40 Weekend Breaks from Shanghai

Gilles Rouverand’s work brought him to Shanghai three years ago, but he recently quit his job to follow his passion: travelling. He loves discovering new places and people, so it made sense for the Parisian to create his own guidebook. 40 Weekend Breaks from Shanghai took him only five months to write, but his three years spending weekend jaunts around the country gave him enough fodder for the book.

How did you come up with the idea for 40 Weekend Breaks?

After travelling around Shanghai and in China for a few years, I progressively discovered some really great scenic spots. They were more or less known, but all were easily accessible thanks to China’s great transportation system. On the other side, many people I met in Shanghai seemed to be searching for some great places to escape the city and relax… the typical “there is nothing to do around Shanghai”. I thought it would be worth gathering the best places into one single book. I wanted to give all the practical stuff such as transportation, maps and hotel information, but also provide some precise sightseeing recommendations and nice pictures, so everybody can easily choose their weekend destination and really enjoy it.

In this book I only recommend places I have personally travelled to. This travelling and fact checking part is for me one of the most important. It is the only way to provide quality and up-to-date information to readers.

How many weekends are you actually in Shanghai?

I used to travel out of Shanghai every other weekend. I think this is a good balance. One weekend I take my backpack and explore the Shanghai surroundings over a couple days. The other weekend I stay downtown with friends and enjoy the city bars and nightlife. These are the two sides I really like about Shanghai: the bustling atmosphere in both business and daily life, but also the possibility to escape pretty easily.

What is your favourite memory from compiling the book?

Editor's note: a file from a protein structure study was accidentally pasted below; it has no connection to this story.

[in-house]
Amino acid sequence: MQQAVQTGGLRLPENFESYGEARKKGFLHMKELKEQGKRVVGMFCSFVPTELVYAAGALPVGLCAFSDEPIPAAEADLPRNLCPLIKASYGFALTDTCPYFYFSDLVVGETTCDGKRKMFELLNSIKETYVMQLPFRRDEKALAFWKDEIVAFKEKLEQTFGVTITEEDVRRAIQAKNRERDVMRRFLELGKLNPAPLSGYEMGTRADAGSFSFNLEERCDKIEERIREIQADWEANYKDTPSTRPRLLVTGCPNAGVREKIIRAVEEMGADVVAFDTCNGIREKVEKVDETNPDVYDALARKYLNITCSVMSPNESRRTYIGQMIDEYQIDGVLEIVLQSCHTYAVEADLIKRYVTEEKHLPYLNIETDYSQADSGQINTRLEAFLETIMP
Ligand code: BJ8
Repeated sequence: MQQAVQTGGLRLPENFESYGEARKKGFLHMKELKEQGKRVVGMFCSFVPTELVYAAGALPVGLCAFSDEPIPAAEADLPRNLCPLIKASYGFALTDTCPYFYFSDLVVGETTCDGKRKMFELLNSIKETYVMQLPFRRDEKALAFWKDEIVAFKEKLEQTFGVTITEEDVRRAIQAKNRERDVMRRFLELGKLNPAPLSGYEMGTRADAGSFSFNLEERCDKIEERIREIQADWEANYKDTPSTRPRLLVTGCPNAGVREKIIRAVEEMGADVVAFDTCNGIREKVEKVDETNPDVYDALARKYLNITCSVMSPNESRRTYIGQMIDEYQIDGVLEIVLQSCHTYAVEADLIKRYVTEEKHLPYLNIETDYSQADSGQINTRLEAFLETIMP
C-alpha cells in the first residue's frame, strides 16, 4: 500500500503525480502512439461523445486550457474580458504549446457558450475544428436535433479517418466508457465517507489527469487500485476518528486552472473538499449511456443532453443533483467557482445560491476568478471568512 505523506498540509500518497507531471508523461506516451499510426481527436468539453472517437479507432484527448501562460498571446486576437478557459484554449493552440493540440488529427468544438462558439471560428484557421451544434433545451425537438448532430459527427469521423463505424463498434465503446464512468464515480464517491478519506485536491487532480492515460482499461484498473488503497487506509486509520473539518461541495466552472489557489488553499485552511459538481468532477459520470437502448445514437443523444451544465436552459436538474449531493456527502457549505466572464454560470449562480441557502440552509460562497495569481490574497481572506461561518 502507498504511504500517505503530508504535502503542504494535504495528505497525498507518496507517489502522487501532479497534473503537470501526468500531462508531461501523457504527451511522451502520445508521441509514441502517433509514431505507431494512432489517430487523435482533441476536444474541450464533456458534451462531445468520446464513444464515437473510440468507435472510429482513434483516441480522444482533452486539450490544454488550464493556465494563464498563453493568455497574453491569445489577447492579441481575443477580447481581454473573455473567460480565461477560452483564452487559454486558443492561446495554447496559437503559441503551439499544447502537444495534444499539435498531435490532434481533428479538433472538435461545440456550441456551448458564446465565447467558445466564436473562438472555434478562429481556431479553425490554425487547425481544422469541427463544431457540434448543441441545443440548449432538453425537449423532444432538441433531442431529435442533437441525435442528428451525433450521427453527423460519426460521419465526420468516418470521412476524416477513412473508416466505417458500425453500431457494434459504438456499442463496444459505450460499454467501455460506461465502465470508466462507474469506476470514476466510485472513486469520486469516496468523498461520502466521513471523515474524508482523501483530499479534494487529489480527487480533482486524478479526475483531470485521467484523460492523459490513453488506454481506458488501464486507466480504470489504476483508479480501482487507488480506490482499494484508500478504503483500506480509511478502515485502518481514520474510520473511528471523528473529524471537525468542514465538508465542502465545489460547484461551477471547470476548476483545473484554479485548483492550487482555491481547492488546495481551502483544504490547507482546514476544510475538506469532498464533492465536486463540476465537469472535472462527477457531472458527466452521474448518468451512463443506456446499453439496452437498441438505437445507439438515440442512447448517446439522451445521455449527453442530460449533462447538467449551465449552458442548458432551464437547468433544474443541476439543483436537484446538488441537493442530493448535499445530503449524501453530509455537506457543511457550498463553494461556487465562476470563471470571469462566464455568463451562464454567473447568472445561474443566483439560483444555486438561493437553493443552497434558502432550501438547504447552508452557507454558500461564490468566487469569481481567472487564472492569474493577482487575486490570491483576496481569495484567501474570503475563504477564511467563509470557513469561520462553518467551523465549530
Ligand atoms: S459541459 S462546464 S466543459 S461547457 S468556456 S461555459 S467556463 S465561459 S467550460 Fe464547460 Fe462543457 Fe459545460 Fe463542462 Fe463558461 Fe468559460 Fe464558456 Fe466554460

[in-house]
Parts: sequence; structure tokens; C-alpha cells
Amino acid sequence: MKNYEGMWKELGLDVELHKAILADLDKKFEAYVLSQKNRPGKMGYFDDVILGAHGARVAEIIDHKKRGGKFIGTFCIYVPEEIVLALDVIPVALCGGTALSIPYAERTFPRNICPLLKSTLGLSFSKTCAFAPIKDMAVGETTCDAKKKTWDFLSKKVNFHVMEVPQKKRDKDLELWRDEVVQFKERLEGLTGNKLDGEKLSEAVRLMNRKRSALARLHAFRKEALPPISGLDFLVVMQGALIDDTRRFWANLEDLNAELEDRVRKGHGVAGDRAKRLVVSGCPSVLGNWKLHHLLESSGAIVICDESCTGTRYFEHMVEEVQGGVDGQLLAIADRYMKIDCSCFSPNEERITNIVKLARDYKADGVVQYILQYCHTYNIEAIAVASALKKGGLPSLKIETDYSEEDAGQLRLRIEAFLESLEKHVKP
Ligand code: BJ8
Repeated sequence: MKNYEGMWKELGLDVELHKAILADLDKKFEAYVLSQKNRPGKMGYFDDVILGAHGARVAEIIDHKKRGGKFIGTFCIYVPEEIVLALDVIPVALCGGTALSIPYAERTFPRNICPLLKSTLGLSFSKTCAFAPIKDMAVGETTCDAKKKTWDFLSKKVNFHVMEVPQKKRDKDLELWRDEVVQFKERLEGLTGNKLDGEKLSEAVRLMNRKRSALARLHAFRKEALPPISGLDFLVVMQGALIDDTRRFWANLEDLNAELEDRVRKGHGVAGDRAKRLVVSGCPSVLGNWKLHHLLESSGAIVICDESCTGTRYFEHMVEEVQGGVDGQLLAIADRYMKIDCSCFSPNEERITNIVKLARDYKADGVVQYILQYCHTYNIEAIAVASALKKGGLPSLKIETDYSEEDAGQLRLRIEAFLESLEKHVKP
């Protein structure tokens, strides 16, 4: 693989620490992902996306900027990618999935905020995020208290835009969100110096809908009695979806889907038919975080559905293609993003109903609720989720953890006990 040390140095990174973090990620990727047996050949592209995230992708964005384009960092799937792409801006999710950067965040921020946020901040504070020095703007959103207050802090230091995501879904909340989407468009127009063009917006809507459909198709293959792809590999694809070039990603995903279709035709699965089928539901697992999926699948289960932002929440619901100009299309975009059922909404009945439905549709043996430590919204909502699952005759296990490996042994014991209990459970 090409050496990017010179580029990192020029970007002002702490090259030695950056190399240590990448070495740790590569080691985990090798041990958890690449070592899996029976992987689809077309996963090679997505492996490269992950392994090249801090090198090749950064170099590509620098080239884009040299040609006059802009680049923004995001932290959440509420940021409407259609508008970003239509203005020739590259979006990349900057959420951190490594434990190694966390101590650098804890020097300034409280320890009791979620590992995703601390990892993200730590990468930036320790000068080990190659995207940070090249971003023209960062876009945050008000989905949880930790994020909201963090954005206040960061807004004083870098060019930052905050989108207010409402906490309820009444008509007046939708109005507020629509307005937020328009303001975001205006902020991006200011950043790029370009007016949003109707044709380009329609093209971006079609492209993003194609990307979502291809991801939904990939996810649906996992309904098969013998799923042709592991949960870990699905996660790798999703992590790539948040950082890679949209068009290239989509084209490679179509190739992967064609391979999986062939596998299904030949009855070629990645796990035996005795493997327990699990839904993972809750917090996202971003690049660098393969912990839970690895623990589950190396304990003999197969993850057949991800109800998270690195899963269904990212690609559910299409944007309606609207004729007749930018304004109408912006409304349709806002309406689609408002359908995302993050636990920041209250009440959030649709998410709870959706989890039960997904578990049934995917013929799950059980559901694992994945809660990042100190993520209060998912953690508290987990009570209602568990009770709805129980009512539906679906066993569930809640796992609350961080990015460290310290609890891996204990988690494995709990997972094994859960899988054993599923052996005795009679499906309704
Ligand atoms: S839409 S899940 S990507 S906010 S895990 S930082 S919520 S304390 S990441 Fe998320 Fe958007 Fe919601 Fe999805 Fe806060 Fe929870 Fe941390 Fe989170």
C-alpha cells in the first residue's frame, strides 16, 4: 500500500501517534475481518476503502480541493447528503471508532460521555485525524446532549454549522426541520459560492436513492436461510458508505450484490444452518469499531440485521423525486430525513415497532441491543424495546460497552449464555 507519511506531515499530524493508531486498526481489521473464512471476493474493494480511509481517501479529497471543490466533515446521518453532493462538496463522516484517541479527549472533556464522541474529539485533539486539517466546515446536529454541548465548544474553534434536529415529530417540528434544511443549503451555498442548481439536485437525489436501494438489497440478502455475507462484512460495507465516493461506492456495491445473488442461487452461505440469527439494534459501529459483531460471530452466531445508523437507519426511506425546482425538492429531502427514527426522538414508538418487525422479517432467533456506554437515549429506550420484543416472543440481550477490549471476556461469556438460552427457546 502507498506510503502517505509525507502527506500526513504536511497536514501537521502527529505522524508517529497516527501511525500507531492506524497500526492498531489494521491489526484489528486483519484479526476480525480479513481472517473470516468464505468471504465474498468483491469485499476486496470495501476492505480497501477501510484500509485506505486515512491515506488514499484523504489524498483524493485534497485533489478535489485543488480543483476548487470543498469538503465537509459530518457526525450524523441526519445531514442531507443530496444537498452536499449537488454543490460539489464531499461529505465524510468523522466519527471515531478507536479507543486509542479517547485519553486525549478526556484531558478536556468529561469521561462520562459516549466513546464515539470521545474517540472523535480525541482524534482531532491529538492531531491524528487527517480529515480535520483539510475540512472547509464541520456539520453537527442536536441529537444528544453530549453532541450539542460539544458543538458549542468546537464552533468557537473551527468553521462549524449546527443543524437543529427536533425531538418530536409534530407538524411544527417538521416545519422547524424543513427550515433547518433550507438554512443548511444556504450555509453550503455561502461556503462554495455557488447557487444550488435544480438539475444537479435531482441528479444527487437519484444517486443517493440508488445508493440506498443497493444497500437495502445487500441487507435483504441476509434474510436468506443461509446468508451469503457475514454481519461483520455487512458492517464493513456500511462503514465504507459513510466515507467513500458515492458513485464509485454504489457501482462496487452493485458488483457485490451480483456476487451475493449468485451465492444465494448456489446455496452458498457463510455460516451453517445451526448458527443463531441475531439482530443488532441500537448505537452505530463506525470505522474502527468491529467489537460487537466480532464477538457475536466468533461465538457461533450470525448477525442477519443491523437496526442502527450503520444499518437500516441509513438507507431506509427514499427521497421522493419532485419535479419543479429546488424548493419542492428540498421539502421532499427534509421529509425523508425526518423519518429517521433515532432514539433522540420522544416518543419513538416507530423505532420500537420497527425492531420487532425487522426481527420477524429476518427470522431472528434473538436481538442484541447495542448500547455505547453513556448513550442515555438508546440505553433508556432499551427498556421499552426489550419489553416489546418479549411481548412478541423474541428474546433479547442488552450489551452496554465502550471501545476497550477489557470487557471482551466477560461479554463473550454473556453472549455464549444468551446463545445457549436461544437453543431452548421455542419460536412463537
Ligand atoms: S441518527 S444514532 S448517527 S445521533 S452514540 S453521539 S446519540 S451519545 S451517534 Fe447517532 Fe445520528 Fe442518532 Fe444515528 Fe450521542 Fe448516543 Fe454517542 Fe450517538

My favourite place close to Shanghai is the Yellow Mountain (Huangshan) in winter. With some snow blanketing the peaks and pine trees, there was absolutely nobody around – just the sound of the wind and the clouds dancing between the peaks. It looked like heaven, an unforgettable memory!

Is there anywhere in China you’ve yet to explore?

Definitely… the next big step is to take my bicycle and ride from Shanghai to China’s western border in Xinjiang.

You mention that the guide is carbon neutral. How do you achieve this?

We offset all carbon emissions generated for the creation of the guide: the necessary travels, the printing process and computer work. For this purpose we have been working with Climate Care, a company developing emission reduction projects.

You donate RMB 10 to the charity A Pleines Mains. What made you choose this charity?

A Pleines Mains actively helps orphans and handicapped people in China. They have been doing a remarkable job in Shanghai and throughout China for the past 12 years. I chose this charity for the quality of their projects and because I am sure every RMB they receive will be used efficiently. The entire staff is made up of volunteers, which means the money received goes directly to charity projects.

Price: RMB 150. To get your own copy of 40 Weekend Breaks, send an email to [email protected] or visit their website for more details: www.sh-connections.com. They deliver in downtown Shanghai for RMB 15, or you can pick up the guide at the A Pleines Mains office.

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